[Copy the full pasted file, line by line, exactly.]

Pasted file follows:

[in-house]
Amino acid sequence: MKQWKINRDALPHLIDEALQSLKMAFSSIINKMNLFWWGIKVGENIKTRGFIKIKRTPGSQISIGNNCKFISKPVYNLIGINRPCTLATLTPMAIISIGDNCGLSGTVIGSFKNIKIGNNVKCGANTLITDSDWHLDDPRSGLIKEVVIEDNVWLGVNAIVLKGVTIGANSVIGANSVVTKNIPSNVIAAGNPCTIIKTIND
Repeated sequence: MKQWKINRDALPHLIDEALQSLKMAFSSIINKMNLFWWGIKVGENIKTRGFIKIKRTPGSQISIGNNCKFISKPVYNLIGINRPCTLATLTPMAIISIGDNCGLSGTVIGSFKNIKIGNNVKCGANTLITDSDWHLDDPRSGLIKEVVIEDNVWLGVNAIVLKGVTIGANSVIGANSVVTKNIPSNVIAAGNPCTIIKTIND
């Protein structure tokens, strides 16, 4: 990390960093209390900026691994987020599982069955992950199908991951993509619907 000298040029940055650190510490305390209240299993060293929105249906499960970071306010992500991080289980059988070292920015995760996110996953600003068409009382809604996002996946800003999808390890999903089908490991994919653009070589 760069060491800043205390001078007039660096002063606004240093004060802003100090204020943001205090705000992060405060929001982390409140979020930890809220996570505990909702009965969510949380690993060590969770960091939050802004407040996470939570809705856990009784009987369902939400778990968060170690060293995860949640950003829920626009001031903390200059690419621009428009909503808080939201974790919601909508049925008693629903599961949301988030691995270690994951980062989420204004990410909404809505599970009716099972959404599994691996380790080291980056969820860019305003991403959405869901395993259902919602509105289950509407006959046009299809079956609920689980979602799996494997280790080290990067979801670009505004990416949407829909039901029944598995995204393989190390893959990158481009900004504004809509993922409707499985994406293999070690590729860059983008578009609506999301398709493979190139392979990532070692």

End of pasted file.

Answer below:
[in-house]
Amino acid sequence: MKQWKINRDALPHLIDEALQSLKMAFSSIINKMNLFWWGIKVGENIKTRGFIKIKRTPGSQISIGNNCKFISKPVYNLIGINRPCTLATLTPMAIISIGDNCGLSGTVIGSFKNIKIGNNVKCGANTLITDSDWHLDDPRSGLIKEVVIEDNVWLGVNAIVLKGVTIGANSVIGANSVVTKNIPSNVIAAGNPCTIIKTIND
Repeated sequence: MKQWKINRDALPHLIDEALQSLKMAFSSIINKMNLFWWGIKVGENIKTRGFIKIKRTPGSQISIGNNCKFISKPVYNLIGINRPCTLATLTPMAIISIGDNCGLSGTVIGSFKNIKIGNNVKCGANTLITDSDWHLDDPRSGLIKEVVIEDNVWLGVNAIVLKGVTIGANSVIGANSVVTKNIPSNVIAAGNPCTIIKTIND
């Protein structure tokens, strides 16, 4: 990390960093209390900026691994987020599982069955992950199908991951993509619907 000298040029940055650190510490305390209240299993060293929105249906499960970071306010992500991080289980059988070292920015995760996110996953600003068409009382809604996002996946800003999808390890999903089908490991994919653009070589 760069060491800043205390001078007039660096002063606004240093004060802003100090204020943001205090705000992060405060929001982390409140979020930890809220996570505990909702009965969510949380690993060590969770960091939050802004407040996470939570809705856990009784009987369902939400778990968060170690060293995860949640950003829920626009001031903390200059690419621009428009909503808080939201974790919601909508049925008693629903599961949301988030691995270690994951980062989420204004990410909404809505599970009716099972959404599994691996380790080291980056969820860019305003991403959405869901395993259902919602509105289950509407006959046009299809079956609920689980979602799996494997280790080290990067979801670009505004990416949407829909039901029944598995995204393989190390893959990158481009900004504004809509993922409707499985994406293999070690590729860059983008578009609506999301398709493979190139392979990532070692």